Deep Vein Thrombosis
Deep vein thrombosis (DVT), better known as "economy-class syndrome", is a potentially life-threatening condition. Before traveling, it is a good idea to know exactly what it is and how to avoid it.
DVT develops when blood coagulates and slows down, particularly in the lower legs, after long periods of immobility when traveling. It usually occurs after longer periods of 4 hours or more. About 3-5% of air travelers develop these clots. They are usually painless, but they can cause pain and swelling.
If the clot breaks off, it can travel through the bloodstream and obstruct blood vessels in the lungs and heart, restricting blood flow. This can cause various problems to include damaged lung tissues, stroke and sometimes death.
Besides immobility, factors that cause DVT include dehydration, low humidity and low cabin pressure. While it is most common on planes, it can occur during any type of travel and even when simply sitting in a restricted area for longer periods.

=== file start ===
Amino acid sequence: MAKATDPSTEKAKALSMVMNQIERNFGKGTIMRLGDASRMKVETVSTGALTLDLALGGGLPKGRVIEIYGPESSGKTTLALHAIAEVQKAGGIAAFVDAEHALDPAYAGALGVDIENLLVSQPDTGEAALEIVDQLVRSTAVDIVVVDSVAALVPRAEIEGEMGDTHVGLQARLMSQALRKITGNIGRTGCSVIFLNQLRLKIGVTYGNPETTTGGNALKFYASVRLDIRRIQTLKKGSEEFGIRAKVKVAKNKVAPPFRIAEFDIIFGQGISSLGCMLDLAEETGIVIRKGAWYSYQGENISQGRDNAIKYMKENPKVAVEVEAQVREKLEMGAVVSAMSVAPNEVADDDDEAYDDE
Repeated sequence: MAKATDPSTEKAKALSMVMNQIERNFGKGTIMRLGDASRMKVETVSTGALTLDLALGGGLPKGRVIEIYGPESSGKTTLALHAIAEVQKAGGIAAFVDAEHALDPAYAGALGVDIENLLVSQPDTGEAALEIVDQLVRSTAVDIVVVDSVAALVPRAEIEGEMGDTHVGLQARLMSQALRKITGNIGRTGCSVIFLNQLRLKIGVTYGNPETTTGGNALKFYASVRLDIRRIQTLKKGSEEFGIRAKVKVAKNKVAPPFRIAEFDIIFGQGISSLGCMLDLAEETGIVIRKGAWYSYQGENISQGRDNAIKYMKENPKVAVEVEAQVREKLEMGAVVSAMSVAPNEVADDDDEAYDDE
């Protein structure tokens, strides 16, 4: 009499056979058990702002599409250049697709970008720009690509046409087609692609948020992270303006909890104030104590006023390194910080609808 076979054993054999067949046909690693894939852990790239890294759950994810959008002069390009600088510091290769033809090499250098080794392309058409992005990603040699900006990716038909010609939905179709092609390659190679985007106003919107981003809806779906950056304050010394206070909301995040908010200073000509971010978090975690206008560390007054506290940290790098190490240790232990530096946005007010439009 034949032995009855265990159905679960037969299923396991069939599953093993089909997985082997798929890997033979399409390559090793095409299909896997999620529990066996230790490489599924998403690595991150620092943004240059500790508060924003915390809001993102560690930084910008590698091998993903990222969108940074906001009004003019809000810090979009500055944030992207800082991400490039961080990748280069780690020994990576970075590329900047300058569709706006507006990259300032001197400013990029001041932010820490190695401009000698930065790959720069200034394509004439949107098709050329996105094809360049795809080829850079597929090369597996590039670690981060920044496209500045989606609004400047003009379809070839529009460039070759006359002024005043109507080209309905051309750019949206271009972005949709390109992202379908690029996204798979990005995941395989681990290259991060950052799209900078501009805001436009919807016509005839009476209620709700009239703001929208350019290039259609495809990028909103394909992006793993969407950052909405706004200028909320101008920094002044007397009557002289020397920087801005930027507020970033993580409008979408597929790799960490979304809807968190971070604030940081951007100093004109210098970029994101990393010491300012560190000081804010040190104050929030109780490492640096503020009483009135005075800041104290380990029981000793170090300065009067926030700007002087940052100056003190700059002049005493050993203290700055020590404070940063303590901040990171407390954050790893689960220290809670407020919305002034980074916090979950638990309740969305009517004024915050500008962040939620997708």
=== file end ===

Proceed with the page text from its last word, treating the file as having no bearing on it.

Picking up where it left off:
While those who have previously had DVT, the elderly, pregnant women, people with serious medical conditions such as cancer and those who have had recent orthopedic surgery are most at risk, DVT can affect anyone to include serious athletes. Also, in spite of the economy-class syndrome nickname, it is possible for people in business class to get it too.
The following are some ways to avoid DVT:
1. Get up and move about whenever practical. Also, avoid sitting at window seats since window seat passengers are much more likely to develop DVT.
2. Keep hydrated and avoid alcohol and caffeine consumption when traveling.
3. Wear compression socks. These keep pressure on the feet and push blood out of the feet and towards the heart and lungs.
4. Stretch and move your feet and legs even while sitting.
Being aware of DVT and taking simple precautions can greatly reduce the risks of suffering from it.